By Elaine Liner
By Jim Schutze
By Rachel Watts
By Lauren Drewes Daniels
By Anna Merlan
By Lee Escobedo
The dripped bumpy surfaces of Charlotte Smith's paintings and the bulbous pneumatic contours of William Cannings' sculpture convey explosions. You'll find no destruction or apocalypse in the exhibition Pop Up at Pan American Art Gallery. Rather, theirs is an artful blast that, in the case of Smith, makes for patterns of candy cane-colored tiny stalagmites and, with Cannings, smooth, shiny and taut steel skin that subtly ruptures at the seam. Smith makes canvases wherein surface quality becomes fingery and thing-like and painting's necessary flatness gives way to a skin disorder. Brightly colored carbuncles dapple the picture plane in disturbing fashion. Similarly working in a palette of the bright opaque hues signature of '60s-era Pop art, Cannings heats flat sheets of steel in kilns, making them soft and malleable so as to blow them into large and small pillowy inner tubes.
They rethink "pop" art in terms of a literal burst. Smith's paintings are volcanic landscapes reminiscent at once of Dr. Seussville and the imaginary spaces of the painter-cum-raconteur Trenton Doyle Hancock. Cannings' distended shapes belch open with tiny and gaping fissures. There is a literalism at work here that verges on banal decoration--an invocation of pop according to a blast of form and color instead of double entendres criticizing mass-media image. Yet it is precisely the coruscating color alloyed by form--intense color given body as nipply buboes in Smith's paintings and swollen pool toys in Cannings' sculpture--that keeps this work from being dumb in a boring way. The dumbness of these objects, their literalism, flares with suggestion and clever meaning.
Members of the cognoscenti have long held literalism in art to be a bad thing. The art critic and Greenbergian Michael Fried pejoratively called the work of Minimalist sculptors Donald Judd and Tony Smith "literal," demoting their hermetic black boxes to the realm of theatrical set pieces or furniture. It's not so much that Judd's untitled galvanized iron boxes (1965) or Smith's "Die" (1962) were functional like furniture, as they were not. In calling them "literal" Fried meant to underscore how they are objects in our world: He criticized the work of emergent Minimalists for being materialist rather than transcendent, concerned with phenomenal experience rather than a metaphysical world beyond. Translated into belief systems, if you're an atheist, "literal" is a good thing, and if you're a hold-out for art as a spiritual (i.e. Christian) experience, "literal" is a bad thing. Less religious and more besotted, the English architecture critic Colin Rowe similarly deployed the adjective "literal" in a derisive mode, using it to rank Le Corbusier's complexities above those of Walter Gropius and the Bauhaus.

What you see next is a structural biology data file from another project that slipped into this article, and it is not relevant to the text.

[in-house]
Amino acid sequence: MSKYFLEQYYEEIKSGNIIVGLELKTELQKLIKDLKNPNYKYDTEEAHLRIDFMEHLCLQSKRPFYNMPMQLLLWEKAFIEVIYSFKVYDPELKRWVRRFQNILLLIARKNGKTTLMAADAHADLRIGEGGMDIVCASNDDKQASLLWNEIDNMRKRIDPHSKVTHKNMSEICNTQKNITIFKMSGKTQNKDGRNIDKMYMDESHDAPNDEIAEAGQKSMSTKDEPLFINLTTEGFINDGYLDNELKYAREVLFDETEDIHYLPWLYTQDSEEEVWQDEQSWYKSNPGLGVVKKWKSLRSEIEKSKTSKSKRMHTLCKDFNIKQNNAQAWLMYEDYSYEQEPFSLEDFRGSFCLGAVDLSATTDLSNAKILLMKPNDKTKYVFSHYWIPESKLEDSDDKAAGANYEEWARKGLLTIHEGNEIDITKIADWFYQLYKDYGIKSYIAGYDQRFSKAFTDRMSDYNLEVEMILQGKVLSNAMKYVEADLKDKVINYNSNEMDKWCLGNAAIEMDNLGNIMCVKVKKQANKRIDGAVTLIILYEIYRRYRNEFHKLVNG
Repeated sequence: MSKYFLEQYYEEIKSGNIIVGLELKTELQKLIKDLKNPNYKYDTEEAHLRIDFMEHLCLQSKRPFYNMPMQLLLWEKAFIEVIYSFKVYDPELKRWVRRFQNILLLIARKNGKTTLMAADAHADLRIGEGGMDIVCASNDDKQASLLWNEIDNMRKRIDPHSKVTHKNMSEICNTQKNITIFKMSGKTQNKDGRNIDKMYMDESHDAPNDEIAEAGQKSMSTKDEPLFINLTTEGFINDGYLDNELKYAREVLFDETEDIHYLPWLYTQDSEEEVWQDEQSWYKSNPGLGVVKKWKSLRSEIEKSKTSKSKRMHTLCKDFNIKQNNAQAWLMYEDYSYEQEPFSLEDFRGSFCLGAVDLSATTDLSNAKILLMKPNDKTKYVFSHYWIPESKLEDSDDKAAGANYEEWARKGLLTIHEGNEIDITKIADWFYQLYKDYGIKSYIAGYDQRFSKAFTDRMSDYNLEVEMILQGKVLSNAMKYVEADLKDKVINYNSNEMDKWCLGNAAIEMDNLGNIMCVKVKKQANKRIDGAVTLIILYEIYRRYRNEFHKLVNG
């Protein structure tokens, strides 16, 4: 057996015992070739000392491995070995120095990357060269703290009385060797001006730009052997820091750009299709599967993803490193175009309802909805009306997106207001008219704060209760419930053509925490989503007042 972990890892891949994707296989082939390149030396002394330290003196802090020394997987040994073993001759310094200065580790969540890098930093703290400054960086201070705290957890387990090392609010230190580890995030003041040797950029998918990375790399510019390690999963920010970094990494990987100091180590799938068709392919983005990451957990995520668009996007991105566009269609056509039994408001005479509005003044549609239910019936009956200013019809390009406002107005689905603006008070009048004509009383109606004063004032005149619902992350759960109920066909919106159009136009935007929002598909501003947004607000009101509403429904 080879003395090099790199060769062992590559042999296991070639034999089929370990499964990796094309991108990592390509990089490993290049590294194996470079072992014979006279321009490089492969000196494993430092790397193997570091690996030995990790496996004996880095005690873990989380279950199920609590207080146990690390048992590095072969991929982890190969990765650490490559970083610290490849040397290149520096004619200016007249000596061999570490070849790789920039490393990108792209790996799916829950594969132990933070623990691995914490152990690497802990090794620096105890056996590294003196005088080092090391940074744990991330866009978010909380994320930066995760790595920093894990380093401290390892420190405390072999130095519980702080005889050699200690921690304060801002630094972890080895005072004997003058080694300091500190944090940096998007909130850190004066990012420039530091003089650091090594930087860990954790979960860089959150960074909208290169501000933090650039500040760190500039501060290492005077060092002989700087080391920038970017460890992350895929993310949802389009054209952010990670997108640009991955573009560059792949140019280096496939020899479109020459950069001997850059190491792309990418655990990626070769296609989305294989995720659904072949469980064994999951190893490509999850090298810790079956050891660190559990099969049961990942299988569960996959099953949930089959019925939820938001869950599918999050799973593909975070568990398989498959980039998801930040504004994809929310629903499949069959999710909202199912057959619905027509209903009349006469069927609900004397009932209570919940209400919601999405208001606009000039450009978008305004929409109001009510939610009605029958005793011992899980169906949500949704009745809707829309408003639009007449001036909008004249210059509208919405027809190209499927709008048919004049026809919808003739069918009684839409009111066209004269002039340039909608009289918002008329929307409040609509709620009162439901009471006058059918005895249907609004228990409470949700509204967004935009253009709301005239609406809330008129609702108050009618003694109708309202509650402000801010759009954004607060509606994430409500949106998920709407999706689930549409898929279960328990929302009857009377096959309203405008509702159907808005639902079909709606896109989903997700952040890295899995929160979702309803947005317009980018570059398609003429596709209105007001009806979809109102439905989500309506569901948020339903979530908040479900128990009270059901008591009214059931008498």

For once the old white guys weren't all wrong. There are different types of literalism--some good, some bad. Good literalism is frank and forthright yet still engaged. Good literalism includes Leonardo's drawings of flying machines, J. J. Grandville's drawings from Another World, Marcel Duchamp's "Fountain," Rauschenberg's "Odalisque," Warhol's "Cow Wallpaper" and the cheesy big-box projects designed for Best (an appliance store in the '70s) by SITE architects. Bad literalism is mindless and anti-intellectual. Artists and architects working in this vein "just want to make art" and desire "to get back to the basics." Examples include Jack Vettriano's "Singing Butler," anything by Thomas Kinkade or Norman Rockwell, and any design by New Urbanist planners Duany Plater-Zyberk or anyone inspired by their work.
Smith, a good literalist and native Texan, carefully stacks drips of paint. The drip-stacks have grown taller over time, and with each cycle of paintings emerges a more fantastically craggy surface. Works from 2005 such as "Aquatica" and "Cherries Jubilee" betray an artist obsessively at work. In "Aquatica" tiny thickets of dark seafoam balls emerge from a bubbling surface of multicolored spots. Bright red blotches cover the picture plane of "Cherries Jubilee." The bumps are the result of a radical meticulousness: a monomaniacal process of delicately amassing tiny narrow mounds of dripped paint. The bright cheery colors counter the odd bumpiness, creating a painterly scrofula of sorts. This year the artist has ratcheted up the weird quotient, piling ever-higher thin blobs of paint on the top stretcher bar. The drips no longer emerge from the façade alone but from the top and sides of the paintings. The paint on "Over and Out VII" and "Over and Out I" stands on end like a fresh buzz cut.
Unfortunately, this new work is almost crushed by the installation. Presumbaly for reasons of sales, there are far too many paintings on view. What becomes palpably apparent in this poorly installed half of the show is the overwhelming power of Smith's work. There shouldn't be so many paintings in one room as the number does a disservice to the work: Their collective presence overpowers the individual pieces.
By contrast, the portion of Pop Up devoted to Cannings' work is balanced and smart. Like Smith, process is central to Cannings' work. The bright green open-mawed inner tube of "Remnants" began as a flat, unpainted sheet of steel. Cannings welded it into circular form, placed it in a kiln, injected it with compressed air to make it expand and then coated it in the shiny powder-based paint used for cars. At the center lies a sheaf of curly matte-black steel spindles. "Raft," a gleaming neon-orange raft, leans against the wall of the gallery. The silver-painted aluminum pillows hanging from the ceiling of the gallery are too close to what the artist is referencing, namely Warhol's "Silver Clouds," the helium-filled metallic balloons installed at Leo Castelli in 1966.